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Nairobi mall searched in body hunt
Investigators have begun combing through the wreckage of a Kenyan shopping mall where more than 70 people died in a four-day terrorist stand-off.
Officials have said the death toll could rise as more bodies are found in the rubble of the Nairobi mall, where three floors collapsed in the final stages of the siege.
A Scotland Yard team of forensic experts is in the Kenyan capital to assist with the inquiry, along with others from the United States and Israel.
Government spokesman Manoah Esipisu said there were known to be at least eight bodies of civilians buried in the debris of the Westgate complex and there could be a number of terrorists as well. "The mall is sealed off. It is a crime scene," he said. Interrogations are continuing of the 11 suspects held by the Kenyan authorities in connection with the attack.
The Foreign Office said a British national reportedly arrested at Jomo Kenyatta Airport on Monday as he tried to leave the country was not being linked to the attack. "Our understanding at this stage is that he is not connected to the recent terrorist incident," a spokesman said.
British authorities are understood to be trying to make contact with the man - said to be a 35-year-old of Somali origin - to establish whether he requires consular assistance.
Sporadic bursts of gunfire could still be heard from the mall although Mr Esipisu said the terrorist resistance was ended and the shooting was from Kenyan troops who were acting protectively . "During sanitisation, once you take control of the place, if you go to a room where you haven't visited before you shoot first to make sure you aren't walking into an ambush," he said. "But there hasn't been any gunfire from the terrorists for more than 36 hours."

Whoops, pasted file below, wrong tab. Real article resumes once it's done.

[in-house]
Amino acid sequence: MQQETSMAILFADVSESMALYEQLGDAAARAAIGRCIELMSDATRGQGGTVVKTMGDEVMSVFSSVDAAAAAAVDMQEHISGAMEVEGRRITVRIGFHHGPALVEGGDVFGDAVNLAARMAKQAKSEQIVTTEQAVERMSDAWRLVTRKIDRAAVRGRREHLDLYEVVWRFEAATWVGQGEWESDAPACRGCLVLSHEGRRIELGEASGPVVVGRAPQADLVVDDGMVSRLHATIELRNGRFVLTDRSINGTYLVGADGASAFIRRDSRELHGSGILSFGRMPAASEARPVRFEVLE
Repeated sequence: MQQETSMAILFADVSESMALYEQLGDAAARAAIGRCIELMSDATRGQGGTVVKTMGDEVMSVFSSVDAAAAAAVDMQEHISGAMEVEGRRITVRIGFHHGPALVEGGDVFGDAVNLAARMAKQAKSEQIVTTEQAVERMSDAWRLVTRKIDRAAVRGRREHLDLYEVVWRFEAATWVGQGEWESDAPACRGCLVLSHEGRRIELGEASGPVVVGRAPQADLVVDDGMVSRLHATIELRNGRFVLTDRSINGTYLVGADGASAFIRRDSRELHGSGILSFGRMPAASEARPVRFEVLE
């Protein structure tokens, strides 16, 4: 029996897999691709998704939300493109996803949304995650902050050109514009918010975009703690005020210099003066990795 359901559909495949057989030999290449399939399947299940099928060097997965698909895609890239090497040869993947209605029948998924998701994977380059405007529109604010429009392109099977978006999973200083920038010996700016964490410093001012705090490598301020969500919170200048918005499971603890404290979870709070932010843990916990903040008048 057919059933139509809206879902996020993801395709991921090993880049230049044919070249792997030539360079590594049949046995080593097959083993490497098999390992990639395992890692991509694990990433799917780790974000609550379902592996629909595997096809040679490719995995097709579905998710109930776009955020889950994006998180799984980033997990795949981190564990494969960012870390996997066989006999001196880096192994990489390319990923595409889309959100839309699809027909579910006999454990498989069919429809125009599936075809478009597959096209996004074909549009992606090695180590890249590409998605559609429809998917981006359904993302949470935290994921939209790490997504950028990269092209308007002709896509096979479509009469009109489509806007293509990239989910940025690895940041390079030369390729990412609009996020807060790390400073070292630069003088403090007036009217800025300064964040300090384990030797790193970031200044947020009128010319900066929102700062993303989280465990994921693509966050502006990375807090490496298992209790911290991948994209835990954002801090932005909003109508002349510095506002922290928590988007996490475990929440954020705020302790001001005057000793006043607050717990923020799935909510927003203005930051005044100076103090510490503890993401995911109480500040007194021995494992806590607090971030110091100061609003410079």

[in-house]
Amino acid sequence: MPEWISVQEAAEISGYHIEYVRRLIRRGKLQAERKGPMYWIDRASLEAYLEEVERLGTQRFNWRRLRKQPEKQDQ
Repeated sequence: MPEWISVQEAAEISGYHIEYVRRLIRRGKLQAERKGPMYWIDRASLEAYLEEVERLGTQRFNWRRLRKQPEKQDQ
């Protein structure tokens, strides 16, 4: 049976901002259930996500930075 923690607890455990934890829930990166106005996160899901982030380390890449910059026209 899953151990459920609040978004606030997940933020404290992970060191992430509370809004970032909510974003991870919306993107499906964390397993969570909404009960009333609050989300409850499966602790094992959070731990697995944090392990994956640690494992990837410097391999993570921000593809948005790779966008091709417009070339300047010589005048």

President Uhuru Kenyatta declared on Tuesday night that the Islamist militants from the al Qaida-linked al Shabab group who carried out the attack had been "defeated" as he announced three days of national mourning. At least 61 civilians - including six British nationals - and six members of the Kenyan security forces are known to have died in the incident. The Kenyan authorities have said that five terrorists are also known to have died in the fighting.
Forensic experts are working to establish the identities of the militants amid suggestions that they could include a British woman and two or three American nationals.
There has been speculation that the woman could be British terror suspect Samantha Lewthwaite, who was married to July 7 bomber Jermaine Lindsay. Dubbed the "White Widow", Lewthwaite is known to be in East Africa and is wanted by Kenyan police over alleged links to a terrorist cell that planned to bomb the country's coast.